Hope Wing woke up at 3 a.m. Monday and saw a red glow to the south from her home in Potter Valley.
She and her husband, Rick Abbott, drove to the McHugh trailhead. They watched huge flames leap above the rocky cliffs. A wildfire that started two days earlier in McHugh Valley had exploded overnight.
"I tasted fear," Wing said. "Tasted it."
On Wednesday, Wing stood in front of her home off Potter Valley Road, next to what appeared to be a firetruck hooked up to a series of hoses. It was a brush firetruck, bought on eBay a few years ago, ready to fight exactly what they feared was coming.
For three days, on this road about a mile from the north edge of the fire, Wing, Abbott and a tight-knit group of neighbors have been making preparations and pulling together. Some have lived in their homes for decades. But concern about a wildfire never seemed quite like this.
Down the road from Wing, chainsaws whirred outside Janis Fleischman and Jerry Lewanski's home. The couple owns Fire Island Bakery. Fleischman built the house nearly four decades ago.
In the living room, Fleischman was packing up belongings.
"I've been in this house 35 years or so. This is the first time I've ever worried about it or packed up," Fleischman said, holding a trash bag in her hand. "The weather's really different. It's really dry. It's extremely dangerous."
On Monday, Fleischman and her daughter, Rachel Saul, put out a call on social media. Friends poured in to help cut back brush, set up fire breaks and clear trees. Fleischman guessed that about 60 trees around the house were cut down over two days.
Their well, 300 feet deep on fractured bedrock, had run dry, an issue also faced by other neighbors. Fleischman said she and Lewanski installed four new water tanks and also have flame retardant foam, a newer way to help fireproof a house.
But, she said, "we're facing a fire with no water."
Chantal de Alcuaz and Josie Beavers rent a smaller unit attached to Fleischman and Lewanski's home. On Wednesday, they bought homeowner's insurance. They were hoping disaster wouldn't strike sooner than later. The insurance kicks in on Thursday.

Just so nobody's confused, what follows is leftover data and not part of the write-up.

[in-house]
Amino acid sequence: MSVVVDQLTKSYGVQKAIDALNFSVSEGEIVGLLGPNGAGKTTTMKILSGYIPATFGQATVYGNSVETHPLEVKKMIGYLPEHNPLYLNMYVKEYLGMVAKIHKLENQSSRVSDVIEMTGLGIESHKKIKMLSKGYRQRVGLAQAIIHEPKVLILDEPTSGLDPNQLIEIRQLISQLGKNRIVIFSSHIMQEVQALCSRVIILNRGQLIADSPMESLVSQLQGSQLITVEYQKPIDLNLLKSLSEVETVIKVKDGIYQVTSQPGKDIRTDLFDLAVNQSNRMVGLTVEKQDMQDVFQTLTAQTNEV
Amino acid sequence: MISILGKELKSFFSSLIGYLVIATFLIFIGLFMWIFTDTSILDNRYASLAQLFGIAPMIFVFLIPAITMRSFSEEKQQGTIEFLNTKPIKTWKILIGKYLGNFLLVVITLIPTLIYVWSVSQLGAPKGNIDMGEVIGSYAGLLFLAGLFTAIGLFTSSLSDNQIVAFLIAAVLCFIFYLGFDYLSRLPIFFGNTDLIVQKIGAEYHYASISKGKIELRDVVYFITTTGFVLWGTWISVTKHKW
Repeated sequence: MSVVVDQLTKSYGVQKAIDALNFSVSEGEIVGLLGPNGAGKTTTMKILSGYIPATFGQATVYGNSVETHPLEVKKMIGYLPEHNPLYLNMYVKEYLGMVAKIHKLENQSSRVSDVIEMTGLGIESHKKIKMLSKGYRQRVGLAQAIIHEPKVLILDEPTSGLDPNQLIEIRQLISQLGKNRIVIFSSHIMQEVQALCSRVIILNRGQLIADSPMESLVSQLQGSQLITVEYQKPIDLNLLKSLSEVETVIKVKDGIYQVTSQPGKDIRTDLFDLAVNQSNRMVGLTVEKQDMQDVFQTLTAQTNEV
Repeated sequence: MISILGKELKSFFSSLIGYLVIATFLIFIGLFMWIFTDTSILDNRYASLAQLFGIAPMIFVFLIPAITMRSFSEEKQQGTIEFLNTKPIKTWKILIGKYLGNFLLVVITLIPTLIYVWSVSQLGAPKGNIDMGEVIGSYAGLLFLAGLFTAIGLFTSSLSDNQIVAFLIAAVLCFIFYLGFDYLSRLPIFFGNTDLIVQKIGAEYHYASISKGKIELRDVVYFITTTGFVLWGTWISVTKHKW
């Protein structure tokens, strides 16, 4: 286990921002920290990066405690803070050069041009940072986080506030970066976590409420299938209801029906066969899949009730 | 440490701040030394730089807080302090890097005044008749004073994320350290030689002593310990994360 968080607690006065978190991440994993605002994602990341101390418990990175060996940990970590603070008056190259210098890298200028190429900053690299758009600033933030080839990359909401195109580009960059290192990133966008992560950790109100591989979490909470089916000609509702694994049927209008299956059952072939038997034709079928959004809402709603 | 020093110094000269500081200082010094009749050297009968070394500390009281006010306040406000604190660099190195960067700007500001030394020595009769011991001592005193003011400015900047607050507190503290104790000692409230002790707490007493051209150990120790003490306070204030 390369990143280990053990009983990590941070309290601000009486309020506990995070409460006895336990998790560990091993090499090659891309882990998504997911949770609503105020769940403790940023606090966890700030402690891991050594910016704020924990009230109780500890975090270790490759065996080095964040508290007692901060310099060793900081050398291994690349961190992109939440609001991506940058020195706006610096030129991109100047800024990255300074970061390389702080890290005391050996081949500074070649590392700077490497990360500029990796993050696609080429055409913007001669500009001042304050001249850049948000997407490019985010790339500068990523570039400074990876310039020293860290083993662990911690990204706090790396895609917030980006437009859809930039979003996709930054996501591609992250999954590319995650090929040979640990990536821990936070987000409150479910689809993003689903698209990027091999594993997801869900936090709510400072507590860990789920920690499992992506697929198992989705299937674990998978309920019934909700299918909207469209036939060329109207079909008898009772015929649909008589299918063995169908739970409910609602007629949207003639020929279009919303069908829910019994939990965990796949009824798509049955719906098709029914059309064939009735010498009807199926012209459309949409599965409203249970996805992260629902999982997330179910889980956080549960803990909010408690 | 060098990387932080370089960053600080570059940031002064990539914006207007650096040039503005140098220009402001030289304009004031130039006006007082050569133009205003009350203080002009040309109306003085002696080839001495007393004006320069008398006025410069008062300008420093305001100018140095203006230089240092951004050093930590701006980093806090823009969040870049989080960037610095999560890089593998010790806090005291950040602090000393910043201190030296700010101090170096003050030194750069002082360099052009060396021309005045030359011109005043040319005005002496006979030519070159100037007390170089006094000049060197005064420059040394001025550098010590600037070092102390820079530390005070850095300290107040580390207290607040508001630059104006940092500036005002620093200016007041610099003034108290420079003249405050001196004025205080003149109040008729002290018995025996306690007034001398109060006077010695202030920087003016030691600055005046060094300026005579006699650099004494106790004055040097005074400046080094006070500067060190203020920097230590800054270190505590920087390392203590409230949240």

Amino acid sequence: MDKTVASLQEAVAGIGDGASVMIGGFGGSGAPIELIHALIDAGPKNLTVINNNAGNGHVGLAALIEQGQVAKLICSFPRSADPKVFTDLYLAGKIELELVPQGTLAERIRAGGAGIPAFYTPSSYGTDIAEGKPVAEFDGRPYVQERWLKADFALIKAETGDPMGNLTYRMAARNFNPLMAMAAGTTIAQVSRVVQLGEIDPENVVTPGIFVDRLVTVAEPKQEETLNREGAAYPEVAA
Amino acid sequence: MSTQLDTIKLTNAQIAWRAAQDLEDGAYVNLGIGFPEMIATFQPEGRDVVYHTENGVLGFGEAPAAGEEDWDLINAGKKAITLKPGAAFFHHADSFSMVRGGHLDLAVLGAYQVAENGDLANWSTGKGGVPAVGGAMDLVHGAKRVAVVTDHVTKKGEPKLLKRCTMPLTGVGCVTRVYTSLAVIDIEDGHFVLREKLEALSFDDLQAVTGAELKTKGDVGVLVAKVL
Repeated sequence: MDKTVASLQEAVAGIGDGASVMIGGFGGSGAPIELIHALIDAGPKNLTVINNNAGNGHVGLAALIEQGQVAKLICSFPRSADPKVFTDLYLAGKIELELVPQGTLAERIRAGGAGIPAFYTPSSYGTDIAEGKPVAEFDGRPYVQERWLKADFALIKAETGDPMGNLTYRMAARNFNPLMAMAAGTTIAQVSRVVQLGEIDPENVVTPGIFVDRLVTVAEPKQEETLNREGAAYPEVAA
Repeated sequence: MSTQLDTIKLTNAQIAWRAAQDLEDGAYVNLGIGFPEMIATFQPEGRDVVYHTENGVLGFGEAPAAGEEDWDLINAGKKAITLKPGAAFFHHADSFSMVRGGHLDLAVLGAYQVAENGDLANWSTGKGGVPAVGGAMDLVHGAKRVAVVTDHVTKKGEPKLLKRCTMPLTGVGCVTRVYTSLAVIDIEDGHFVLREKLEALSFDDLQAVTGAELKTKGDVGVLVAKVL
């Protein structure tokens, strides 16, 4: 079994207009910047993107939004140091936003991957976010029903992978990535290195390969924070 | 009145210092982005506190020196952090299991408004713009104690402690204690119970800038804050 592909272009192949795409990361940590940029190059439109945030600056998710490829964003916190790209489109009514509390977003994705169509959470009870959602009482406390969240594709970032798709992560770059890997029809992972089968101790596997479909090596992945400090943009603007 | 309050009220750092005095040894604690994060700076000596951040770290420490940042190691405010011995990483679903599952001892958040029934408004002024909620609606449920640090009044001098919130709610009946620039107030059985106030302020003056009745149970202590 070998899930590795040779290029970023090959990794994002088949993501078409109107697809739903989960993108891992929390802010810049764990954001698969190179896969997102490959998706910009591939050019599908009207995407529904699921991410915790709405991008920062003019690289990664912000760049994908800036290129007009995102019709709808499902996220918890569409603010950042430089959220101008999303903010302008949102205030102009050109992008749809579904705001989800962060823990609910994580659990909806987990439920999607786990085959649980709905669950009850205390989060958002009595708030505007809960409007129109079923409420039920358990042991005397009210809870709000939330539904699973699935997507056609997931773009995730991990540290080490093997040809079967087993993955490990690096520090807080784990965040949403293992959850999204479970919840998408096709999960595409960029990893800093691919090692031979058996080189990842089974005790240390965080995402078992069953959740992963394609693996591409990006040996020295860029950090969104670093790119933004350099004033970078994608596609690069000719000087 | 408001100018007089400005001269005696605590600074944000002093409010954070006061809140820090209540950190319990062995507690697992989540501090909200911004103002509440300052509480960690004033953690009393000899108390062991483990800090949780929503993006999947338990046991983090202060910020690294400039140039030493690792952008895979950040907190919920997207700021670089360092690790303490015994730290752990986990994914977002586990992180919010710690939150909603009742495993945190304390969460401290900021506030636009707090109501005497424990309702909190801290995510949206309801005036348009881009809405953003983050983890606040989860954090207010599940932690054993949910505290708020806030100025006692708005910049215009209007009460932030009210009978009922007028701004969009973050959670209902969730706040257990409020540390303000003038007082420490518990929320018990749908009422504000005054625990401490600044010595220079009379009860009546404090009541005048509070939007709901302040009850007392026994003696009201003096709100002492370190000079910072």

De Alcuaz is a carpenter and Beavers is a nurse at Providence Alaska Medical Center. Both stayed home from work Wednesday to help their landlords cut back brush.
Lewanski ran the state parks division during the administration of Gov. Frank Murkowski. He said he and Fleischman had done bits and pieces of fire-wise stuff in recent years, but not nearly as much as in the past three days.
"Nothing like an emergency to egg us on," Lewanski said, who was repairing a chainsaw on a table.
Above the house, David Hamre, an avalanche specialist with the Alaska Railroad who lives next door, was driving an excavator and clearing brush along the dirt driveway leading to both homes. He borrowed it from Abbott, who rented the excavator earlier in the week.
On his property, Abbott also welded together a makeshift system of hoses. The hoses were connected on Wednesday to sprinklers wrapping around the house and to the brush firetruck.
Abbott bought the firetruck on eBay for $7,000 about five years ago from a volunteer fire department in a tiny town in Delaware. The side reads: "Magnolia Volunteer Fire Company." Abbott uses it for plowing in the winter, but it could also defend against a blaze.
"Once he saw that, it was like, 'Bingo,' " Wing said, standing in front of the house. "That's what we need."
A 5,000 gallon water tank sits beneath the tall work shed. Like Fleischman, Wing said they aren't relying on their well system.
Their cars are packed. Wing rolled up the rug she carried out of Nepal in a backpack in 1979 and gathered her mother's china and crystal. She took her favorite utensil from the kitchen: An Ikea garlic press.
Further down Potter Valley Road, Mike Dunn, a retired fire captain, was getting ready to attach his hose to a sprinkler on top of ladders next to his house, the side the fire would hit. He was also preparing to put a sprinkler on the roof.
His wife was at Lowe's fashioning a spray system for the paste-like fire retardant. Dunn said he and Abbott, his neighbor, came up with that idea a few years ago.
"For this day right here," Dunn said.
He'd packed up the valuables in his house and moved his two boats elsewhere. But Dunn has relied on his neighbors over the years. He said he wanted to spend as much time as possible helping out and clearing brush.
"If you took everything, you wouldn't have time to be with neighbors," Dunn said.
Everyone hoped the rain would come. They hoped the wind wouldn't change directions. They all agreed that it was a miracle the wind was blowing west instead of east.